The Economics of Infrastructure

"The Economics of Infrastructure" is the first video in the Explore Economics animated series. It shows how infrastructure such as roads, bridges, railroad lines, water mains, sewer pipes, and power lines support the operation of an economy.

To provide students with online questions following each video, register your class through the Econ Lowdown Teacher Portal and begin exploring economics with a fun, new approach.
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This video is designed for teaching grades 3, 4, and 5.


Narrator: Let's explore a little economics.

Person 1: Hey, that looks like a good place for a new department store.

Person 2: How do we get there?

Person 1: Hey, look. The new department store is finished.

Person 2: Yes. Let's take a look inside.

Person 1: Hey, it's dark in here.

Person 2: Someone should turn on the lights.

Person 3: I hit the switch, but nothing happened. I think something was forgotten.

All three voices: That's better.

Person 1: Hey, it's cold in here.

Person 2: Yes, there doesn't seem to be any heat.

All three voices: That's better.

Person 1: Hey, something else is missing.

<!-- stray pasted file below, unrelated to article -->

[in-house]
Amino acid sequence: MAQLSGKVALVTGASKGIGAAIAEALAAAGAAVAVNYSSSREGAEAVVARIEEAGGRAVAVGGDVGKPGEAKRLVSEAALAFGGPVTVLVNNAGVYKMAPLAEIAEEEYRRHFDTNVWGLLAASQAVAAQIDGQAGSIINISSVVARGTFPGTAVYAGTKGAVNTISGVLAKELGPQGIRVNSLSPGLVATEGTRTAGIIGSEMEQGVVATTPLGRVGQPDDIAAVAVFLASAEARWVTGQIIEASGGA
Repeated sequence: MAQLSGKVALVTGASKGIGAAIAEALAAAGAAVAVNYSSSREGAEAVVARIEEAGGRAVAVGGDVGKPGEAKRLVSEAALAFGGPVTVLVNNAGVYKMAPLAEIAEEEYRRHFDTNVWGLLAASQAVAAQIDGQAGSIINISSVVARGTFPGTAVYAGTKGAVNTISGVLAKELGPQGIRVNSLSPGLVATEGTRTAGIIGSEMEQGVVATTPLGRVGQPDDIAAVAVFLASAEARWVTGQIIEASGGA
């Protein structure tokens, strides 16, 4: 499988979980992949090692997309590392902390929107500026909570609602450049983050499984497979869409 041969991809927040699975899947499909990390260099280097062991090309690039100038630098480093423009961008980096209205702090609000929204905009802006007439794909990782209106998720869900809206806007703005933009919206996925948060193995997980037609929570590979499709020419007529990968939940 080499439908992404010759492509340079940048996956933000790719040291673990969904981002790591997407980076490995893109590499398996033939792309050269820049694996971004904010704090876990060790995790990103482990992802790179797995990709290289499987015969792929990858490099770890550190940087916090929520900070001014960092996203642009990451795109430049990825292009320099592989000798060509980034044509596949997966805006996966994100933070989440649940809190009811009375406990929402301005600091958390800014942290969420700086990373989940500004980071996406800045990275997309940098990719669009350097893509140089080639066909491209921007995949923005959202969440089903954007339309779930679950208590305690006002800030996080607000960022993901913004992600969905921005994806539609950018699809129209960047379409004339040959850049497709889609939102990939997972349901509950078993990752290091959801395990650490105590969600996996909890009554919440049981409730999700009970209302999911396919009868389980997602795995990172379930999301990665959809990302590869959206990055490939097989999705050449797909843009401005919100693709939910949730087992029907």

Person 2: There doesn't seem to be any water.

All three voices: Ahh, that's much better.

Narrator: Roads, bridges, railroads, electrical power, water pipes, and the pipes that carry natural gas, are examples of infrastructure required for the economy to work. And, what's an economy? An economy is the way people use resources to produce goods and services and get those goods and services to other people.

Narrator: Resources are transported to businesses and used to produce goods and services. Goods are produced and transported to the store on roads, railroad tracks, and by airplanes. People drive along roads and bridges to get to stores and offices. Stores and offices are lighted, heated, cooled, and have running water. People work at stores and in offices, and consumers buy goods and services in stores.

Narrator: There's infrastructure that supports the economy all over the country. Some of the infrastructure is underground. Let's take a look at some of the infrastructure underground in St. Louis. The utility wires, water mains, sewer lines—all part of the infrastructure of St. Louis. So are the roads and bridges. Infrastructure supports a working economy.


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Education Level: Pre-K-5
Subjects: Economics STEM
Concepts: Economy
Resource Types: Video
Languages: English
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